• El Sheikh Mahgoub


Mycetoma (Madura Foot) is a localized destructive infection of the skin and subcutaneous tissues which slowly progresses to involve contiguous muscle, fascia, and bone. Lesions are usually painless. Infections are initiated where organisms present in soil or plant debris are inoculated into skin and may involve any area subject to local trauma by contaminated objects. Feet or hands are most commonly affected, but carriage of contaminated sacks or other objects may lead to infections involving, the shoulders, back, chest wall, head, or neck, and the buttocks may be inoculated during sitting. A localized papular or nodular swelling containing suppurative granulomas develops, with progressive extension and formation of multiple sinus tracts which exude characteristic grains or granules representing colonies of causative organisms. Grains are 0.2 to 30 mm in diameter and may be colored black, white, yellow, pink, or red depending on the causative organism. Extensive tissue swelling, induration, and destruction develop. Extensive chronic lesions typically contain healed, scarred, sometimes closed sinus tracts with new open suppurative tracts in other adjacent areas. Over a period of months to years, invasion of bone cortex results in replacement of osseous tissues and marrow by masses of grains, manifested on x-rays by cavitary osteolytic lesions and periosteal new bone formation. There may be some regional lymphadenopathy but hematogenous spread does not occur. Systemic signs or symptoms such as fever typically do not develop unless there is secondary bacterial infection.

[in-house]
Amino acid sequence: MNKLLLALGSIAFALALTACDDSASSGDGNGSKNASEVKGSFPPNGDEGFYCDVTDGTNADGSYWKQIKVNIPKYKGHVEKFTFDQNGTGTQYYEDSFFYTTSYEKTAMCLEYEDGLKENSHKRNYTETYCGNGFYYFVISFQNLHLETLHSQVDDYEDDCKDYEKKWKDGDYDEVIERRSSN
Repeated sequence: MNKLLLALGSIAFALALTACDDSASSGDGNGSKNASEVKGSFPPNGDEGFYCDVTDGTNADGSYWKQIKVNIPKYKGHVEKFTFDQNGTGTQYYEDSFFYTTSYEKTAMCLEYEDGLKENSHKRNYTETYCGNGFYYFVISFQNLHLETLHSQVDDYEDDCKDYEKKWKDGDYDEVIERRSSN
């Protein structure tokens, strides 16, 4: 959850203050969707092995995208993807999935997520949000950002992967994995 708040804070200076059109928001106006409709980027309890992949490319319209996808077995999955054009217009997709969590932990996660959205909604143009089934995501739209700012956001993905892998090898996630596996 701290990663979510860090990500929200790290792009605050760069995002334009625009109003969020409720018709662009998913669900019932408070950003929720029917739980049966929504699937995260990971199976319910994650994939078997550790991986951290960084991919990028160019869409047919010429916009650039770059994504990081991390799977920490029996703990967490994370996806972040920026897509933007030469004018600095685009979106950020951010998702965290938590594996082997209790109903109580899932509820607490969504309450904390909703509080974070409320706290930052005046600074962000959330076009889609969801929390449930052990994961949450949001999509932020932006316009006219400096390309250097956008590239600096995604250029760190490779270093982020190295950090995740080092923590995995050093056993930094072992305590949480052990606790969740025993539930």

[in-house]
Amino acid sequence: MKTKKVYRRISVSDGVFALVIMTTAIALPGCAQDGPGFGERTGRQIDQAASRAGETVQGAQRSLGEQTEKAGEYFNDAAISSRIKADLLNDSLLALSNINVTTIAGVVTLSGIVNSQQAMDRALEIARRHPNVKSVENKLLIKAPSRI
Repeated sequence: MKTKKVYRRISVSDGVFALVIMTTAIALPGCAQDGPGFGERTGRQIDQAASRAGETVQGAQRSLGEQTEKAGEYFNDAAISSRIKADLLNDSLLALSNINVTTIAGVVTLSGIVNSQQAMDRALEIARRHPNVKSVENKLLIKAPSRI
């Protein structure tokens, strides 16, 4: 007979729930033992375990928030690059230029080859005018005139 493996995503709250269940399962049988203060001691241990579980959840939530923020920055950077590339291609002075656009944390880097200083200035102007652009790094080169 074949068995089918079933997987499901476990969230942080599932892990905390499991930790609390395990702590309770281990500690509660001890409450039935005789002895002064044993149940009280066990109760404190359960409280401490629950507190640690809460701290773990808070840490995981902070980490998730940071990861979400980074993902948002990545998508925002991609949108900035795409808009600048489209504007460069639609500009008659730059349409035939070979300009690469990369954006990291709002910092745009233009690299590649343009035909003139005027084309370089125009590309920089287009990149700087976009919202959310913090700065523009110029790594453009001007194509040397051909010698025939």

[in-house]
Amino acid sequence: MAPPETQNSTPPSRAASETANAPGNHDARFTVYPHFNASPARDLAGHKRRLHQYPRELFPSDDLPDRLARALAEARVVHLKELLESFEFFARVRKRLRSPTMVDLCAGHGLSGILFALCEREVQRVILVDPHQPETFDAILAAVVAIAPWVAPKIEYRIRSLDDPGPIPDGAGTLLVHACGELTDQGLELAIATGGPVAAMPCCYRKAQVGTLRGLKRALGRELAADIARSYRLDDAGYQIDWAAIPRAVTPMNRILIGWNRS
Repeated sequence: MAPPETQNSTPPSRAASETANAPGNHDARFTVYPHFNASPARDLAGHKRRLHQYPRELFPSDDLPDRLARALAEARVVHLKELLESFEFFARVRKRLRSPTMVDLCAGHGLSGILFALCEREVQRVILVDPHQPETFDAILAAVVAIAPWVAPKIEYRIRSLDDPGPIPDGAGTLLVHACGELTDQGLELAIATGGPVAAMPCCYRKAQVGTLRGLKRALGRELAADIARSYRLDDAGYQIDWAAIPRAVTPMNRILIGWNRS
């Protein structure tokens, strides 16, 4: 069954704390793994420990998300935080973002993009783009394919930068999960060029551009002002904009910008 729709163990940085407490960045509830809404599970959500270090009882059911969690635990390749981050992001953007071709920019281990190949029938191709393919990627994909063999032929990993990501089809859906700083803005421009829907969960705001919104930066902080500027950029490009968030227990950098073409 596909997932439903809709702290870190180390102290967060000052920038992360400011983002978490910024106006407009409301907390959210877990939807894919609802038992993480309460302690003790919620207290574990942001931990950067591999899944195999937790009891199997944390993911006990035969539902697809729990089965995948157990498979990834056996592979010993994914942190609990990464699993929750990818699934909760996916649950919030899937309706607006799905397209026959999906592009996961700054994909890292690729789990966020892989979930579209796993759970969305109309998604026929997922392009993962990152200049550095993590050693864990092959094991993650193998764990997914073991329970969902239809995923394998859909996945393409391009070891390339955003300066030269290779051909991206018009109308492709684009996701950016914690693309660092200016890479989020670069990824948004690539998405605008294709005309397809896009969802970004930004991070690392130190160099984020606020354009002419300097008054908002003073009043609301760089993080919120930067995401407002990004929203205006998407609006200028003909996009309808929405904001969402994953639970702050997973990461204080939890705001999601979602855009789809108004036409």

Tuberculin Skin Test Causative Organism Aspergillus Nidulans Osseous Tissue Secondary Bacterial Infection 
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Selected Bibliography

  1. Hay RJ, Mahgoub ES, Leon G, al-Sogair S, Welsh O: Mycetoma. J Med Vet Mycol 1992, 30: 41–49.PubMedCrossRefGoogle Scholar
  2. Mahgoub ES, Gumaa SA: Ketoconazole in the treatment of eumycetoma due to Madurella mycetomii. Trans R Soc Trop Med Hyg 1984, 78: 376–379.PubMedCrossRefGoogle Scholar

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© Springer Science+Business Media New York 2000

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  • El Sheikh Mahgoub

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